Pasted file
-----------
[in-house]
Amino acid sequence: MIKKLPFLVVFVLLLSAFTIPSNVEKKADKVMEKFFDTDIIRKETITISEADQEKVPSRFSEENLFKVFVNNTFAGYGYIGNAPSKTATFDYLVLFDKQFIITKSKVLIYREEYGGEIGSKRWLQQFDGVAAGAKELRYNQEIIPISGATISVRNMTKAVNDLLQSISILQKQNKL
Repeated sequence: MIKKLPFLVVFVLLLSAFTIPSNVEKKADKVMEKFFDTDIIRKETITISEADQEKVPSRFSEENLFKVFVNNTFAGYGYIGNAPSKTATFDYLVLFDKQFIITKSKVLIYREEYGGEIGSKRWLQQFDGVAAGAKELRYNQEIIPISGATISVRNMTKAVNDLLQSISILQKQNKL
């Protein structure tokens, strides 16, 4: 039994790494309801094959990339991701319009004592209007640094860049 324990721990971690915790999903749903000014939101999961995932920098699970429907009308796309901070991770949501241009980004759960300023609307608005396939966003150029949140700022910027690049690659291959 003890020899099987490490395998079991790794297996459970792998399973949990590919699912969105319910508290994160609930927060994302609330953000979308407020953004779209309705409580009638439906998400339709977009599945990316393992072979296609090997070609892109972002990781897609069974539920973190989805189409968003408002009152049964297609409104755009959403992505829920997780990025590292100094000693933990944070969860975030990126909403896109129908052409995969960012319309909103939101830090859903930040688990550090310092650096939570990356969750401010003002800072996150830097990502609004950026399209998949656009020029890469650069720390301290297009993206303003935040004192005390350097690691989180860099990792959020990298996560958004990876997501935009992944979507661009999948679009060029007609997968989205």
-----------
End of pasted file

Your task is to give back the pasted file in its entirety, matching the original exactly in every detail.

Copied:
[in-house]
Amino acid sequence: MIKKLPFLVVFVLLLSAFTIPSNVEKKADKVMEKFFDTDIIRKETITISEADQEKVPSRFSEENLFKVFVNNTFAGYGYIGNAPSKTATFDYLVLFDKQFIITKSKVLIYREEYGGEIGSKRWLQQFDGVAAGAKELRYNQEIIPISGATISVRNMTKAVNDLLQSISILQKQNKL
Repeated sequence: MIKKLPFLVVFVLLLSAFTIPSNVEKKADKVMEKFFDTDIIRKETITISEADQEKVPSRFSEENLFKVFVNNTFAGYGYIGNAPSKTATFDYLVLFDKQFIITKSKVLIYREEYGGEIGSKRWLQQFDGVAAGAKELRYNQEIIPISGATISVRNMTKAVNDLLQSISILQKQNKL
């Protein structure tokens, strides 16, 4: 039994790494309801094959990339991701319009004592209007640094860049 324990721990971690915790999903749903000014939101999961995932920098699970429907009308796309901070991770949501241009980004759960300023609307608005396939966003150029949140700022910027690049690659291959 003890020899099987490490395998079991790794297996459970792998399973949990590919699912969105319910508290994160609930927060994302609330953000979308407020953004779209309705409580009638439906998400339709977009599945990316393992072979296609090997070609892109972002990781897609069974539920973190989805189409968003408002009152049964297609409104755009959403992505829920997780990025590292100094000693933990944070969860975030990126909403896109129908052409995969960012319309909103939101830090859903930040688990550090310092650096939570990356969750401010003002800072996150830097990502609004950026399209998949656009020029890469650069720390301290297009993206303003935040004192005390350097690691989180860099990792959020990298996560958004990876997501935009992944979507661009999948679009060029007609997968989205």